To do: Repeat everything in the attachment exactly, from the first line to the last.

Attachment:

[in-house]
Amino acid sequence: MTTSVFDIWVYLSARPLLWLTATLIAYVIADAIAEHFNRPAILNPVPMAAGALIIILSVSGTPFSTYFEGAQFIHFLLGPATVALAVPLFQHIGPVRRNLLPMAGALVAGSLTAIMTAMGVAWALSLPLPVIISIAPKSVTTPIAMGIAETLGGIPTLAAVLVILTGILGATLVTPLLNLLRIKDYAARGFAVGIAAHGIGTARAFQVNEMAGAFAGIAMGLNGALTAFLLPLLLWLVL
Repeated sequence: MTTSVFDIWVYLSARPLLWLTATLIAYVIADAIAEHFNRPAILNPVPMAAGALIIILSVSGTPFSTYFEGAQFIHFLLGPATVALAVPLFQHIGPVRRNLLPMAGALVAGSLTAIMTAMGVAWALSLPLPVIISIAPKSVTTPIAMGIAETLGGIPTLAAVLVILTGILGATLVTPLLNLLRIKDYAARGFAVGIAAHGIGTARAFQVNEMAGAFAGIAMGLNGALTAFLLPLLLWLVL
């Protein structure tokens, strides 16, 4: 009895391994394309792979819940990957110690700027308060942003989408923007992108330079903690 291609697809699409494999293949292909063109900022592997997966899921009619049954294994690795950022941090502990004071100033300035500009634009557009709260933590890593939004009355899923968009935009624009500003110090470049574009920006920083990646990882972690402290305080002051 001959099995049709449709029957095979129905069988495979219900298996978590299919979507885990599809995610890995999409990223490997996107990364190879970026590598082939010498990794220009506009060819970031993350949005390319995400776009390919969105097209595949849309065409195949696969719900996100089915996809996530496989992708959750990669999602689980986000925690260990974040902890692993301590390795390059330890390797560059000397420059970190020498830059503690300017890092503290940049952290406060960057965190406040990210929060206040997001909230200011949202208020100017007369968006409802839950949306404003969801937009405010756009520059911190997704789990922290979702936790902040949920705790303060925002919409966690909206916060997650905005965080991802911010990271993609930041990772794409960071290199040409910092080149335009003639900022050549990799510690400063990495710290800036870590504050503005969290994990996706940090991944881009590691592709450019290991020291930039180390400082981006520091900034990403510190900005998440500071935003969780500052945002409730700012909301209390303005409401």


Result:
[in-house]
Amino acid sequence: MTTSVFDIWVYLSARPLLWLTATLIAYVIADAIAEHFNRPAILNPVPMAAGALIIILSVSGTPFSTYFEGAQFIHFLLGPATVALAVPLFQHIGPVRRNLLPMAGALVAGSLTAIMTAMGVAWALSLPLPVIISIAPKSVTTPIAMGIAETLGGIPTLAAVLVILTGILGATLVTPLLNLLRIKDYAARGFAVGIAAHGIGTARAFQVNEMAGAFAGIAMGLNGALTAFLLPLLLWLVL
Repeated sequence: MTTSVFDIWVYLSARPLLWLTATLIAYVIADAIAEHFNRPAILNPVPMAAGALIIILSVSGTPFSTYFEGAQFIHFLLGPATVALAVPLFQHIGPVRRNLLPMAGALVAGSLTAIMTAMGVAWALSLPLPVIISIAPKSVTTPIAMGIAETLGGIPTLAAVLVILTGILGATLVTPLLNLLRIKDYAARGFAVGIAAHGIGTARAFQVNEMAGAFAGIAMGLNGALTAFLLPLLLWLVL
């Protein structure tokens, strides 16, 4: 009895391994394309792979819940990957110690700027308060942003989408923007992108330079903690 291609697809699409494999293949292909063109900022592997997966899921009619049954294994690795950022941090502990004071100033300035500009634009557009709260933590890593939004009355899923968009935009624009500003110090470049574009920006920083990646990882972690402290305080002051 001959099995049709449709029957095979129905069988495979219900298996978590299919979507885990599809995610890995999409990223490997996107990364190879970026590598082939010498990794220009506009060819970031993350949005390319995400776009390919969105097209595949849309065409195949696969719900996100089915996809996530496989992708959750990669999602689980986000925690260990974040902890692993301590390795390059330890390797560059000397420059970190020498830059503690300017890092503290940049952290406060960057965190406040990210929060206040997001909230200011949202208020100017007369968006409802839950949306404003969801937009405010756009520059911190997704789990922290979702936790902040949920705790303060925002919409966690909206916060997650905005965080991802911010990271993609930041990772794409960071290199040409910092080149335009003639900022050549990799510690400063990495710290800036870590504050503005969290994990996706940090991944881009590691592709450019290991020291930039180390400082981006520091900034990403510190900005998440500071935003969780500052945002409730700012909301209390303005409401």